The JRM and the factions that are referred to as the Islamic right managed to oust the MRM and the left-wing following the demise of Grand Ayatollah Khomeini in June 1989. But even in the 1980s this umbrella body was a powerful force that often blunted the more radical economic programmes of the Islamic left. The most prominent leaders of this body have included Ayatollah Seyed Ali Hosseini Khamenei (who was president for much of the 1980s and subsequently became the leader of the Islamic revolution), Hojatoleslam Ali Akbar Hashemi Rafsanjani (parliamentary speaker in the 1980s and president in the 1990s), Ayatollah Mohammad Reza Mahdavi Kani (former interim prime minister and a former close aide to the late Ayatollah Khomeini) and Hojatoleslam Hassan Rowhani (former deputy parliamentary speaker, former chief nuclear negotiator and one of the most influential figures in the Iranian national security establishment).
Ayatollah Seyed Ali Khamenei is believed to have long relinquished his post in the JRM and is no longer affiliated to it. The same is often said about Hashemi Rafsanjani. Broadly speaking, the JRM promotes a conservative interpretation of Islamic beliefs and rulings and espouses a more open economy, albeit one dominated for the most part by the monopolistic Bazaari merchants.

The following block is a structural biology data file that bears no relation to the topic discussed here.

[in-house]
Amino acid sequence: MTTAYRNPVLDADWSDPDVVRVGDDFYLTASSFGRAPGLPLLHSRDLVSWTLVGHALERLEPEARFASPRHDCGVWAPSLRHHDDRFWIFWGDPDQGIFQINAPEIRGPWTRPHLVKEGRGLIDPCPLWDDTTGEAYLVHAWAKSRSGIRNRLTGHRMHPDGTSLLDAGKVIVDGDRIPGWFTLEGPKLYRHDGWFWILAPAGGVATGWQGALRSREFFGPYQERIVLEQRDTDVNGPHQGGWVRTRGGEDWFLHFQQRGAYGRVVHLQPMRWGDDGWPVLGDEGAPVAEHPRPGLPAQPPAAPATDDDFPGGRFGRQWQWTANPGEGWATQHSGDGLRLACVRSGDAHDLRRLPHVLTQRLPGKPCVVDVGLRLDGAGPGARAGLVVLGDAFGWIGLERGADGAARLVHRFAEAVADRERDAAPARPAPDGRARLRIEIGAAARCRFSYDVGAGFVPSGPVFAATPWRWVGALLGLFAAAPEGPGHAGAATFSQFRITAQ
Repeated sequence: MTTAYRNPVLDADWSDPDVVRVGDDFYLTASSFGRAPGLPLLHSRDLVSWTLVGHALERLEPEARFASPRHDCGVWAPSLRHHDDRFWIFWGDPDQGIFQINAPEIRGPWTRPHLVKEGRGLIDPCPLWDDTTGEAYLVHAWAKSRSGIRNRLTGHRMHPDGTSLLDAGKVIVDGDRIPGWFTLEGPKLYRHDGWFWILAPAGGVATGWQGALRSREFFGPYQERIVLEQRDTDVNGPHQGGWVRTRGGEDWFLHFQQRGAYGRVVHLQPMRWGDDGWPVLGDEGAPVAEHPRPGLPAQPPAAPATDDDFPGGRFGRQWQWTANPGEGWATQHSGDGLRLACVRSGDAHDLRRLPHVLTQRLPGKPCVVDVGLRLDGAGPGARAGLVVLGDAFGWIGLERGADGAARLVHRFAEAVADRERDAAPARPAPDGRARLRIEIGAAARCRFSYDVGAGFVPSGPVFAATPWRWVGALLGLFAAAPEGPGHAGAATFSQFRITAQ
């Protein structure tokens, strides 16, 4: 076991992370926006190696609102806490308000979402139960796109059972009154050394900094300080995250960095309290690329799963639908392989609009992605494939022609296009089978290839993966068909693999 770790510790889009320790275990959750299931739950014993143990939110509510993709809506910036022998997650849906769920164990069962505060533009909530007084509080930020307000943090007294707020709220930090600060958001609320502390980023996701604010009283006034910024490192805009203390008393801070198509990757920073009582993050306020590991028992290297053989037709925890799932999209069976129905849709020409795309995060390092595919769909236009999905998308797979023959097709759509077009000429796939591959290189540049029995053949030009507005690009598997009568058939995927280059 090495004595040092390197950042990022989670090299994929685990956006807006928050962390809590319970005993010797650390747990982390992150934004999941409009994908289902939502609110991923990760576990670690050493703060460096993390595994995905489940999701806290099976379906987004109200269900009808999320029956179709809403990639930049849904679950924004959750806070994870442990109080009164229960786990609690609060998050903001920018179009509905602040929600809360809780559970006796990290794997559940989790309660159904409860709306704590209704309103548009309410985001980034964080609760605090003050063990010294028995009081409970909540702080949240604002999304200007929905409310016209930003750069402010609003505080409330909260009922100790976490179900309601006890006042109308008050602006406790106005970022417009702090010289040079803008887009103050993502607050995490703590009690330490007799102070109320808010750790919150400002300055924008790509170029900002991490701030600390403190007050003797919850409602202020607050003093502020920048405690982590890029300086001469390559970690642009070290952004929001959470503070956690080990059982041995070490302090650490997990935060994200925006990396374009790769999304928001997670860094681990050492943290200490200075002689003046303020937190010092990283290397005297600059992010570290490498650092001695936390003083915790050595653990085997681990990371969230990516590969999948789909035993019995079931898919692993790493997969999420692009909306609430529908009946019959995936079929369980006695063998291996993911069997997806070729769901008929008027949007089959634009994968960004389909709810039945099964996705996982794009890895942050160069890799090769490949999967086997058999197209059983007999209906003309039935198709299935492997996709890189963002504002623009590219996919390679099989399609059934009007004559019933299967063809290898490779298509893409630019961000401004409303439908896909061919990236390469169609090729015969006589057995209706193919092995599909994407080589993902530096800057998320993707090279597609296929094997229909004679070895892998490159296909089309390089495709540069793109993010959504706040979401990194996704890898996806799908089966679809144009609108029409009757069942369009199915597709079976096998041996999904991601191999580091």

Since the early 1990s new right-wing factions have emerged on the scene, only to clash with more conservative right-wing forces, particularly those affiliated to the JRM. Interestingly these new factions often mix the hard-line Islamic rhetoric associated with the right with the egalitarian economic programmes of the left. This is particularly the case with the faction behind Mahmoud Ahmadinejad, the Islamic Republic’s outspoken and controversial president. The chief religious ideologues of the hard-line Islamic right are Ayatollahs Mohammad-Taqi Mesbah-Yazdi and Abdollah Javadi-Amoli. The former is accused of being a member of the shadowy Hojattieh Society, a controversial ultra-Shia organisation that was strongly and repeatedly condemned by the late Grand Ayatollah Ruhollah Khomeini. Mesbah-Yazdi has strenuously denied any association with Hojattieh. Mahmoud Ahmadinejad was also initially implicated in membership in the Hojattieh, but no reliable evidence was offered to support the accusation.